As of February 2019, India are the highest ranked men’s Test side. On home turf, the men’s team are a formidable opponent, losing just one Test match in India since 2013. The West Indies are the most successful men’s T20 team, having been crowned ICC World Twenty20 champions on two occasions, whilst Australia are the most decorated women’s T20 team, with four ICC World T20 titles to their name. Australia are also the most successful ODI side. The men’s team have won five Cricket World Cups, whilst their female counterparts have a staggering six titles.
In the 2018 County Championship, Surrey stormed to victory with two games to spare. They have a core of youthful, home grown talent due to the success of their academy. Surrey’s title winning campaign was characterized by their ability hit huge run targets, and they have gone on to win by an innings on multiple occasions this season.
Similarly to Surrey in the County Championships, it was youth that triumphed in the Vitality T20 Blast. Worcestershire Rapids, the youngest side in the competition, captured their maiden title on their first appearance at Finals Day. They overcame a Sussex side who also deserve a mention for their stunning bowling throughout the campaign. The Women’s Cricket Super League was won by the Surrey Stars, as they impressively overcame a Loughborough Lightning side who had looked strong favourites for victory, having comprehensively topped the Super League table.
The reigning Big Bash champions are the Melbourne Renegades. A tremendous season was rounded off in style as they beat their city rivals, the Stars, in the final. Perth Scorchers hold the most Big Bash titles. They have won the tournament on three occasions, an impressive feat considering the Big Bash is just eight years old. Perth’s female counterparts have been runners-up twice, but in the Women’s Big Bash the team to beat are the champion Brisbane Heat.
The Chennai Super Kings clinched their third IPL title in 2018, chasing down a tough run target of 179 in the final with apparent ease. They are the most successful side in the tournament’s history alongside the Mumbai Indians, who also have a hat-trick of IPL titles in their trophy cabinet.
All Time Great Sides
Few sides in world cricket have been as daunting as the West Indies side of the 1980’s. Their pace in bowling was matched by their ruthlessness in batting. The West Indies were branded “the Invincibles”, and with good reason. Between 1984-1991, they did not lose a single test series, a display of supreme dominance and impeccable consistency. This included a 5-0 series win in England, the only time an away side has recorded a whitewash in test history.
In 1995, Australia beat the great West Indies side. This was a sign that the tides were turning, and so began a huge period of ODI and test dominance for the Aussies. They won three World Cup titles on the trot, and won a record 16 test matches in a row between 1999-2001. This was an astounding feat, but the Australians then did it again four years later.
Players to Watch
India captain Virat Kohli is widely considered one of the greatest batsmen ever to play the game. He made his international debut aged just 19 and worked his way to making his Test debut three years later. Kohli has been a stalwart in the team ever since and always guarantees big run scores. However, it is the grace, style and elegance that Kohli brings to the cricket pitch that makes him a joy to watch.
James Anderson of England is one of the most lethal bowlers in the world. He has sent wickets and records tumbling during his illustrious career. Anderson is England’s greatest ever fast bowler and one of only six bowlers in the history of the game to take over 500 wickets. For fans, he is a delight to watch; for batsmen, he is frightening.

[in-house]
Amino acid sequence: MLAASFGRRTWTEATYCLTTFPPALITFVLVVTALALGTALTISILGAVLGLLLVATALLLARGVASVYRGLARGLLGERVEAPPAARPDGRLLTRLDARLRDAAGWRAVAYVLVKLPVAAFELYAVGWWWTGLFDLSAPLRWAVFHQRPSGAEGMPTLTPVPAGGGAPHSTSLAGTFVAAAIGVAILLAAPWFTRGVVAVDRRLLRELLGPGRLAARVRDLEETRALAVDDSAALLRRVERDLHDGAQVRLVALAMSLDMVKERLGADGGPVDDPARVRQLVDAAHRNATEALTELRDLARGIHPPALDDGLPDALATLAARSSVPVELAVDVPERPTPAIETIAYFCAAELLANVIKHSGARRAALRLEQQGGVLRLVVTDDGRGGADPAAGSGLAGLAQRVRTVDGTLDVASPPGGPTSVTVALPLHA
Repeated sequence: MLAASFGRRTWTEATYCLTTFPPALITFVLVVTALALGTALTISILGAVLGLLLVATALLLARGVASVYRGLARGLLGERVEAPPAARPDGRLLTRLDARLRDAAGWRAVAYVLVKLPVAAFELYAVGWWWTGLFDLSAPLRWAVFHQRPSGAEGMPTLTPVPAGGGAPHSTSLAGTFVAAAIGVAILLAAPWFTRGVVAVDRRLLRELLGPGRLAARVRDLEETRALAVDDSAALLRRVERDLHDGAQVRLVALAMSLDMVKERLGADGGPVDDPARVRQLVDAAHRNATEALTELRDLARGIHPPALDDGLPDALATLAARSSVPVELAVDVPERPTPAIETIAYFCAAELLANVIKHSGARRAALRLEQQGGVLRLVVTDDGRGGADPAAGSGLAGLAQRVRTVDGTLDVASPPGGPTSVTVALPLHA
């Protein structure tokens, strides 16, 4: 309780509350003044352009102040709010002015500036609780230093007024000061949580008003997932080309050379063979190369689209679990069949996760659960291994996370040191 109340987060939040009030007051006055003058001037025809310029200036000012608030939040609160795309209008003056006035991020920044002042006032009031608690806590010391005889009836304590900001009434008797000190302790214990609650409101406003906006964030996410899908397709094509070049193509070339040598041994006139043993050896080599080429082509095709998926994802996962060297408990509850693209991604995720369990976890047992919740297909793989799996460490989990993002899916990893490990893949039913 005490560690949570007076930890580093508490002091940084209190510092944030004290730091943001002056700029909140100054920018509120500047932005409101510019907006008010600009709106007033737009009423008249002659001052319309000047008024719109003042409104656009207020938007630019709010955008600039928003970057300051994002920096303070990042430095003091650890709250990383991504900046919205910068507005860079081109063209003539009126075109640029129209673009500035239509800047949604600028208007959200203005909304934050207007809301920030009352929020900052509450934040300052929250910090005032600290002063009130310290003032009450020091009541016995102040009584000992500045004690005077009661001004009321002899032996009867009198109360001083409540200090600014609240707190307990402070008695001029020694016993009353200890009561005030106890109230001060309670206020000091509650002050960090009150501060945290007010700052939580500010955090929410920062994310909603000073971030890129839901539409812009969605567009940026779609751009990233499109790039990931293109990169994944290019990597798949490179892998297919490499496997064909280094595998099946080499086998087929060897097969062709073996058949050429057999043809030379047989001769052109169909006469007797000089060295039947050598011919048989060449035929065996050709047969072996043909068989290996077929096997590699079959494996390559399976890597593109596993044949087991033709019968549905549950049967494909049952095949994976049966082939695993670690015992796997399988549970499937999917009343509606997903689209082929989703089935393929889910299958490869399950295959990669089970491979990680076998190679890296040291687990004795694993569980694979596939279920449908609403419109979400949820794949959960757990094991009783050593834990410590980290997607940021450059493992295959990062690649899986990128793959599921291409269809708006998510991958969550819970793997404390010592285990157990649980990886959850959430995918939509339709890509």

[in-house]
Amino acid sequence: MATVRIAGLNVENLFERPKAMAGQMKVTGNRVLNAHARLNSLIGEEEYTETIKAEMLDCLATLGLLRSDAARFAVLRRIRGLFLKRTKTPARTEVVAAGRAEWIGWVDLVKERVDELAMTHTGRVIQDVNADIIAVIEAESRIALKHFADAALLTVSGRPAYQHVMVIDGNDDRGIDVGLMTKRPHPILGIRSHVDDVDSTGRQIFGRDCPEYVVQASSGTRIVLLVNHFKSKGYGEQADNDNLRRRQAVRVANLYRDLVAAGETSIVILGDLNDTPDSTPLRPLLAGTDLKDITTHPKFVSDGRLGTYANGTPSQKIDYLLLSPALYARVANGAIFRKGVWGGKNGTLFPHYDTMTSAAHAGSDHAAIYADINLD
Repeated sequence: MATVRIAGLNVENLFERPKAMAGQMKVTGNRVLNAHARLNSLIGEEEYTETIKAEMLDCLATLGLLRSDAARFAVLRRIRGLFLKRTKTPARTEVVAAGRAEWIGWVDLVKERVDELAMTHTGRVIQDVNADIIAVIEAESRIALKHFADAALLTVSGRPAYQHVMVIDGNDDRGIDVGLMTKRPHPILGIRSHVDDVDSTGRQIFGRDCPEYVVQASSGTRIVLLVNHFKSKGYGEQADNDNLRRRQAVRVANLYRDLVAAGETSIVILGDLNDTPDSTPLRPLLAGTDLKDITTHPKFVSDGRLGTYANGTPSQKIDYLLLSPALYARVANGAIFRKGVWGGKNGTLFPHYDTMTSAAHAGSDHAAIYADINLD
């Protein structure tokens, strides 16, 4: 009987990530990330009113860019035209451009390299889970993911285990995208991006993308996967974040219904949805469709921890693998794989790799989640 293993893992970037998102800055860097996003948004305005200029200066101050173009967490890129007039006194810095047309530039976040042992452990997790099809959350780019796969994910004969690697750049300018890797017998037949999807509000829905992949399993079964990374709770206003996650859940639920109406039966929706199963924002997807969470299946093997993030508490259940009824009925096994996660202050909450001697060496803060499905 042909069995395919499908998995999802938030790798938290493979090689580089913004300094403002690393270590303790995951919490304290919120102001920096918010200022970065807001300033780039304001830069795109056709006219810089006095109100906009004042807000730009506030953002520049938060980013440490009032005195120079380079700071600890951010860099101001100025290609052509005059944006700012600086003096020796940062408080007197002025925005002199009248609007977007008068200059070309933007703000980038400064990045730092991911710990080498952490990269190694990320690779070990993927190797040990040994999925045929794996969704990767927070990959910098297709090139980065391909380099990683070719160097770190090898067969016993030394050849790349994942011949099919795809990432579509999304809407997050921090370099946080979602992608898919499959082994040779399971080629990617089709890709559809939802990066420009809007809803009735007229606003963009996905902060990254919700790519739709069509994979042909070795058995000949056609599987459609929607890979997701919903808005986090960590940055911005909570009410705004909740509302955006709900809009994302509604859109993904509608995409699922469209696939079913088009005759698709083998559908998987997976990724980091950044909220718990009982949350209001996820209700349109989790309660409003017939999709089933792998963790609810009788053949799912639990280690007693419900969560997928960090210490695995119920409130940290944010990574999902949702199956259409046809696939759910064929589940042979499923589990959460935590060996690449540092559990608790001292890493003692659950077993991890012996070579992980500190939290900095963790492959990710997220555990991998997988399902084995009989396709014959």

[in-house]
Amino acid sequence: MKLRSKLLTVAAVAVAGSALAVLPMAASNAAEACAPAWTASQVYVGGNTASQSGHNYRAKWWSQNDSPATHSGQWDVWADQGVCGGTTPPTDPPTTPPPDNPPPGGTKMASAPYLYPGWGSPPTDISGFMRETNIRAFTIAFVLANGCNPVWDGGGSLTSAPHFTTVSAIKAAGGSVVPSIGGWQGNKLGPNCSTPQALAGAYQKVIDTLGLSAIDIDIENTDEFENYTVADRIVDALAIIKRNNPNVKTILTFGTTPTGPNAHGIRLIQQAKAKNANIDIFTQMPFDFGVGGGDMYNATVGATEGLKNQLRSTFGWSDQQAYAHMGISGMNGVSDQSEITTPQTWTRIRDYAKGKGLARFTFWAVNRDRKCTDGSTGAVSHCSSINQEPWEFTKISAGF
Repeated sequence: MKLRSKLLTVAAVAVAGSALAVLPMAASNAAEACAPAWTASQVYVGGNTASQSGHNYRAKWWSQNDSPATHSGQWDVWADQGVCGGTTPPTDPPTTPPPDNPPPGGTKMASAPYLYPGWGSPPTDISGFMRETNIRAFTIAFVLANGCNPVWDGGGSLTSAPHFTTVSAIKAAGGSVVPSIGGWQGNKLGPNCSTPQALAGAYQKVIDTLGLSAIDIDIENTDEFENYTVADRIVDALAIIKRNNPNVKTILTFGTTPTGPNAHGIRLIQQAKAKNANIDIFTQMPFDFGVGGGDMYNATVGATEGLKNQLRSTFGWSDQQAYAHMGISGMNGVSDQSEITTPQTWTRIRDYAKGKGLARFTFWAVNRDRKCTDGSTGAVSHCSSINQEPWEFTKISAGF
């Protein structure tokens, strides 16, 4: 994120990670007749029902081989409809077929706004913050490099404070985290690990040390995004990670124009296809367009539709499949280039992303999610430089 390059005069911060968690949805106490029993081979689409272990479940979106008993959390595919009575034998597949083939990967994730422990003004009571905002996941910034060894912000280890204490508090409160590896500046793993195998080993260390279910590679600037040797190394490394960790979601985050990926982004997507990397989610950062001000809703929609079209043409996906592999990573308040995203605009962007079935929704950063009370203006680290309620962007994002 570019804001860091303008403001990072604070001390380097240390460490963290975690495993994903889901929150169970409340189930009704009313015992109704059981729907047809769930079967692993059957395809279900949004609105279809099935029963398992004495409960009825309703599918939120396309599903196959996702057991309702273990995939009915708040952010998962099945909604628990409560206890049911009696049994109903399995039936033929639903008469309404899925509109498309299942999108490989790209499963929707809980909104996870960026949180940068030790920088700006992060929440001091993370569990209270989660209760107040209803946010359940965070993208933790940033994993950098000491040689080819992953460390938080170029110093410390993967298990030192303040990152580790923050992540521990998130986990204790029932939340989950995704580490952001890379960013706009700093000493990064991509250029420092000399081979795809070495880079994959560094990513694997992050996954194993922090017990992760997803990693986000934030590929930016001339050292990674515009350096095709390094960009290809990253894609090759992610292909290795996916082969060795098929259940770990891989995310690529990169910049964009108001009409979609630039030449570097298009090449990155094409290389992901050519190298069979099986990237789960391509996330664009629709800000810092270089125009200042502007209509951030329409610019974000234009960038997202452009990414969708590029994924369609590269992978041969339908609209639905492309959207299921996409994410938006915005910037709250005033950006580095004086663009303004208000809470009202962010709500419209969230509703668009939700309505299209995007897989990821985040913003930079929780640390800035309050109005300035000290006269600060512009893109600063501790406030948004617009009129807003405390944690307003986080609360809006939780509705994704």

Australia’s Ellyse Perry is a force to be reckoned with. She has taken the cricket world by storm since making her international debut at the tender age of 16. Not only is she a supremely talented right arm bowler, Perry is also a record breaker with the bat. Undoubtably the greatest all-rounder in the game, she has been an integral part of Australia’s dominance of the women’s game. In addition to her cricketing talents, Perry is also a highly accomplished footballer, making 18 appearances for Australia.
Sachin Tendulkar is regarded as one of the greatest players to ever grace the cricket field. His prowess with the bat tormented bowlers for 24-years. Racking up a record breaking 34,347 international runs in a glittering career, Tendulkar is a legend of the game.
Talking of legends, Shane Warne must be mentioned. The Australian spin bowler was unplayable during Australia’s Ashes success in the early 90s. Warne was the second player in the history of the game to take over 1000 international wickets and is universally regarded as one of the greatest bowlers of all time.
But arguably the greatest Australian cricketer of all time, and perhaps the greatest ever player, is Don Bradman. He broke into the Australia team at 20 in 1928 and went on to amass a batting average of 99.94, an astonishing achievement. After the second World War, Bradman captained Australia to a famous unbeaten tour of England. This Australian side went on to be branded “The Invincibles”. It is unlikely the cricket world will ever see batting statistics like that of Bradman again.
Charlotte Edwards was a rock for England, who she captained for 10 years. She led England to World Cup glory and consecutive Ashes victories. Very few players demonstrate the consistency of Edwards. Her Test average of 44 is an incredible feat from a phenomenal athlete.
Where to See It
Lord’s Cricket Ground in London is universally recognised as the “Home of Cricket”. The famous 28,000-seater stadium is the home of Middlesex County Cricket Club, and also contains the world’s oldest sports museum. Having hosted England fixtures for over 200 years, Lord’s is undoubtedly the most historic and illustrious venue to catch a cricket match. Fixture can help with a visit to Lord’s.
The Melbourne Cricket Ground in Australia is the largest cricket stadium in the world. Boasting a capacity of a massive 100,024, it is the 10th largest sporting arena on the planet. When full, the atmosphere is electric. Fixture can organise a trip to the MCG.
Eden Gardens in Kolkata is India’s iconic home of cricket. Bengal and the Kolkata Knight Riders play their home fixtures at the 66,000-seater stadium. To witness one of crickets’ great sides, India, led out by the great Virat Kohli at Eden Gardens, one of the world’s great arenas, is the stuff of sporting dreams. Hopefully Fixture will offer trips to India soon.
Written on 1st October 2018